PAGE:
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Saul Griffith talks energy at Continuum

By Grant Kristofek on December 5, 2008

Last week, my friend and former classmate Saul Griffith visited Continuum’s Boston office to share some of his thoughts on energy.

Saul is a busy guy and, among other things, he runs a renewable energy startup in Alameda, California, called Makani Power. Many folks have inquired (with rightful interest) about Makani’s work with high altitude wind, but given that the company is still operating in ‘stealth’ mode, there’s not been much to share. Instead, Saul has been taking his speaking engagements as opportunities to talk about another topic close to his heart, energy literacy. He believes, as do I, that we need to reframe the conversation from being about what is politically possible to what is technically necessary.

At Continuum, Saul shared two stories with us – one global, one personal – aiming to give us a more tangible sense of our energy consumption, and of what it will take to meet that consumption in the future. He told us the global story in very big numbers, addressing the issues of climate change, global energy consumption, and fossil fuels. He shared his second story, the personal one, by focusing on the decisions we make in our everyday lives and the energy impacts that come with them. While sick in bed with the flu last winter, Saul rigorously calculated his own energy footprint, taking into account his home, his workplace, his travel and commuting, even getting into the nitty gritty detail of the stuff he owns, the food he eats, the trash that’s hauled from his house to the dump every week, and his 1/300 millionth share of the U.S. government’s energy expenditures. By combining a broad world view with his individual perspective, he clearly illustrated the magnitude of the energy challenge.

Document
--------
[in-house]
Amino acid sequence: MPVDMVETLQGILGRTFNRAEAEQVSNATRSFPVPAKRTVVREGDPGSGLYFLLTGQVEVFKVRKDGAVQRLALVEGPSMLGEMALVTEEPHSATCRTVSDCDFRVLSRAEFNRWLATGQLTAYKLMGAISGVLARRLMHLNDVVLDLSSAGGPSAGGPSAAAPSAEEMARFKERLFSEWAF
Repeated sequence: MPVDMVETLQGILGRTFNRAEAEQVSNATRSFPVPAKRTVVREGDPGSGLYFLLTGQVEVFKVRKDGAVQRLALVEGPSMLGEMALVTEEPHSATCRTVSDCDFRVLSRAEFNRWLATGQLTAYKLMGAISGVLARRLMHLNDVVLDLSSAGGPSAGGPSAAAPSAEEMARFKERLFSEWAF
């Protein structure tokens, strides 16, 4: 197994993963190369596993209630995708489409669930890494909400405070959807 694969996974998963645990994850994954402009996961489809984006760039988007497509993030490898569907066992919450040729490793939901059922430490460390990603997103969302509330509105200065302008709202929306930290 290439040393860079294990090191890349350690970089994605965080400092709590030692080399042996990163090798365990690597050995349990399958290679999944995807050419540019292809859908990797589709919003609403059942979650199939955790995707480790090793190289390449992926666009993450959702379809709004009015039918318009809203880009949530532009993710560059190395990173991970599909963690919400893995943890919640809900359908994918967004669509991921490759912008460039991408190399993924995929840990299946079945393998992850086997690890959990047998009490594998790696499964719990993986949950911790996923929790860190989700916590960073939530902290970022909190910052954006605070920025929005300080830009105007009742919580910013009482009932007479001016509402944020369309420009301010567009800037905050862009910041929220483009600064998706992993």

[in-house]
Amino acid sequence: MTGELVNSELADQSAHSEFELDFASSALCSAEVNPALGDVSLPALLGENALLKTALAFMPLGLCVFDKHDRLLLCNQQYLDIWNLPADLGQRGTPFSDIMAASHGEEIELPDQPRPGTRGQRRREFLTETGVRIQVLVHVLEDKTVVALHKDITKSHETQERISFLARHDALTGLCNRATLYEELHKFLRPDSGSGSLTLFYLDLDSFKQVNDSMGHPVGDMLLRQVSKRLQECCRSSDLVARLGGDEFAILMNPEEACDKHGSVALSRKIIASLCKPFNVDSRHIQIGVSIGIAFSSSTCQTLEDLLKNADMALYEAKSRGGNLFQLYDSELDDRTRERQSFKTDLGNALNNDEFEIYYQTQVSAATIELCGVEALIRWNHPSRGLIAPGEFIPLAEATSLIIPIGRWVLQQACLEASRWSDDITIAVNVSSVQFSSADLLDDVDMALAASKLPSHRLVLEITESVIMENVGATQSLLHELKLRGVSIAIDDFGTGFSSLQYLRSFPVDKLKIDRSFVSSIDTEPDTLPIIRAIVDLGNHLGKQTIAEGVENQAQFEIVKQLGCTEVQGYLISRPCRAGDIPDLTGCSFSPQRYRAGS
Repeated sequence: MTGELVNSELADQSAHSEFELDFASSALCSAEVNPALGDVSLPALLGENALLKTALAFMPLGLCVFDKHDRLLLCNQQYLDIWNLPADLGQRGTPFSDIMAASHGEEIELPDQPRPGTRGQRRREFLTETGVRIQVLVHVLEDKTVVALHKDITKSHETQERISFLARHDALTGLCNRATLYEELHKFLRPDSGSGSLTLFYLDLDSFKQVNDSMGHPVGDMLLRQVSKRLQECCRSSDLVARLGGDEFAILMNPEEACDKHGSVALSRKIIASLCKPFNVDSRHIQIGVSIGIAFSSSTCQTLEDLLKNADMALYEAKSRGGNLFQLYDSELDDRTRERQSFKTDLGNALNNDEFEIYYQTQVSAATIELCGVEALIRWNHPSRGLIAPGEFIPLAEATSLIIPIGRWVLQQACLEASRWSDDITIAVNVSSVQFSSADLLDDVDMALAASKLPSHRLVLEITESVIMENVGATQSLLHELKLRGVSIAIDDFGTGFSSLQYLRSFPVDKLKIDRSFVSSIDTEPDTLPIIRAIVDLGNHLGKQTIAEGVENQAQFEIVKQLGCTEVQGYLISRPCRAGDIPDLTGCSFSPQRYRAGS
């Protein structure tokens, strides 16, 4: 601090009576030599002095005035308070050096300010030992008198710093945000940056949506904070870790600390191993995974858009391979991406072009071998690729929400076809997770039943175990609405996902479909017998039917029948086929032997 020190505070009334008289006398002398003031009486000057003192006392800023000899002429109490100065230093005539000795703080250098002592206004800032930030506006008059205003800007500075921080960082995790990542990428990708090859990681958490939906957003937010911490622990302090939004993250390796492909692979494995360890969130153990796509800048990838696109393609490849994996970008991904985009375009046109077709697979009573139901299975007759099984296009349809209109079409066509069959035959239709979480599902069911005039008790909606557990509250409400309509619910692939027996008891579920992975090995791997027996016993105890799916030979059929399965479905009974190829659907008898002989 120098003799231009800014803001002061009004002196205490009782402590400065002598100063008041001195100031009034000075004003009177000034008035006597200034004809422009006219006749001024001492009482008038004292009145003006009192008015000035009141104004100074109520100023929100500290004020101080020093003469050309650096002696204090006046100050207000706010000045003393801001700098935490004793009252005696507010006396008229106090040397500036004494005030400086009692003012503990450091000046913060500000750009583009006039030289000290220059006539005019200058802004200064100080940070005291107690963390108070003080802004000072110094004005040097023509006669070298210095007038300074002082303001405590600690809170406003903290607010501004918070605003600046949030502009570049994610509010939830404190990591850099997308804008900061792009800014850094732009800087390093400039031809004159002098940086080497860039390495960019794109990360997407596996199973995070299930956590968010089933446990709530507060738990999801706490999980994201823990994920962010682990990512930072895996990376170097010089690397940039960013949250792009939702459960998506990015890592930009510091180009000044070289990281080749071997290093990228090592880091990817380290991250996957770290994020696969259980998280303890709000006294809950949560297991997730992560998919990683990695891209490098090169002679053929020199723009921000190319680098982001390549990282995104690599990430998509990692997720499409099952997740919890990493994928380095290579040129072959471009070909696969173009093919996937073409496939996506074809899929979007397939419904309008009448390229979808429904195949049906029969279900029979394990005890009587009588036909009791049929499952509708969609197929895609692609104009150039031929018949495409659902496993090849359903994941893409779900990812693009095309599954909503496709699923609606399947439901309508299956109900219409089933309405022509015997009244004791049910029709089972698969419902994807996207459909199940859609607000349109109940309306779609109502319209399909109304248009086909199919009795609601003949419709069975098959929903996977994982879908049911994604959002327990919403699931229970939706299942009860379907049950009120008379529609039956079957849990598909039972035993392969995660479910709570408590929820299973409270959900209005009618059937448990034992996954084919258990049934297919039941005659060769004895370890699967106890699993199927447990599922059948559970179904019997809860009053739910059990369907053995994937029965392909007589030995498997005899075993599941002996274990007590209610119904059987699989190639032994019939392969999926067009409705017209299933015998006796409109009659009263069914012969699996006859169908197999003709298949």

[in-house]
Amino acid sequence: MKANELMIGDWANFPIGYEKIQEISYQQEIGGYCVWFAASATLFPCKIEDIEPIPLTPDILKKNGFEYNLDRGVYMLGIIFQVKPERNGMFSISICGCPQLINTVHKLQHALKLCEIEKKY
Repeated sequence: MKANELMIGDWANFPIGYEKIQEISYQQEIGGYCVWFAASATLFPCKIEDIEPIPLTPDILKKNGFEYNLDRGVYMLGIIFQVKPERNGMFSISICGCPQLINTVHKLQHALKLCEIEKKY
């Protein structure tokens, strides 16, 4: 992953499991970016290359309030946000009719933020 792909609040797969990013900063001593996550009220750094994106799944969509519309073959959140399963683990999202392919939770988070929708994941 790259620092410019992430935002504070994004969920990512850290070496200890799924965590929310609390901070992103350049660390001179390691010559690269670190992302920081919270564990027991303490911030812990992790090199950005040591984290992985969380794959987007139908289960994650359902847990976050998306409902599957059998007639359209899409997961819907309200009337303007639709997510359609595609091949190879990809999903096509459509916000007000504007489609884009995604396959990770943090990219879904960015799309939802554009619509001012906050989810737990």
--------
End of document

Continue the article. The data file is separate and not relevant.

Fortunately, based on the known and calculable amounts of energy available to the planet, Saul has also developed a ‘game plan’ to address climate change. First he asked, “what is the temperature we want, and what does that imply in terms of our carbon dioxide concentration?” Currently, we’re at approximately 385ppm in the atmosphere, and increasing that at a rate of about 7GtC/yr (gigatons of carbon per year). He chose 450ppm as a target which could, based on conservative estimates, result in an approximately 2°C rise in global temperature and 10% species loss. So, with that CO2 concentration limit as a starting point, he then looked at the available energy resources from a science perspective (based on high school physics and chemistry) and compared them to humanity’s energy consumption.

He showed us rational, data-driven evidence to suggest that, although humanity uses a lot of energy, there are very large sources of non-carbon producing energy that can be tapped to meet our needs. Beating climate change will certainly be a challenge of epic proportions, requiring a scale of global cooperation larger than any humanity has undertaken (including the World Wars — think all countries on the same side, cooperating for the force of good), but Saul was nonetheless optimistic that we could meet this challenge.

For starters, one unique approach he’s undertaken is to launch a new Web site called that crowdsources individuals’ data on personal power consumption. The site helps its users discover how to reduce their personal roles in climate change by giving them tools to track their own energy consumption, compare it to others’ and understand its consequences. Hopefully, it will also, over time, act like Wikipedia, and refine the quality of our understanding about our energy consumption and habits.

Climate change is a global problem, but it’s going to be solved by individuals. Saul is certainly doing his part, and we were delighted to have him here at Continuum giving us insights to help us do our part.

Image credit: Grank Kristofek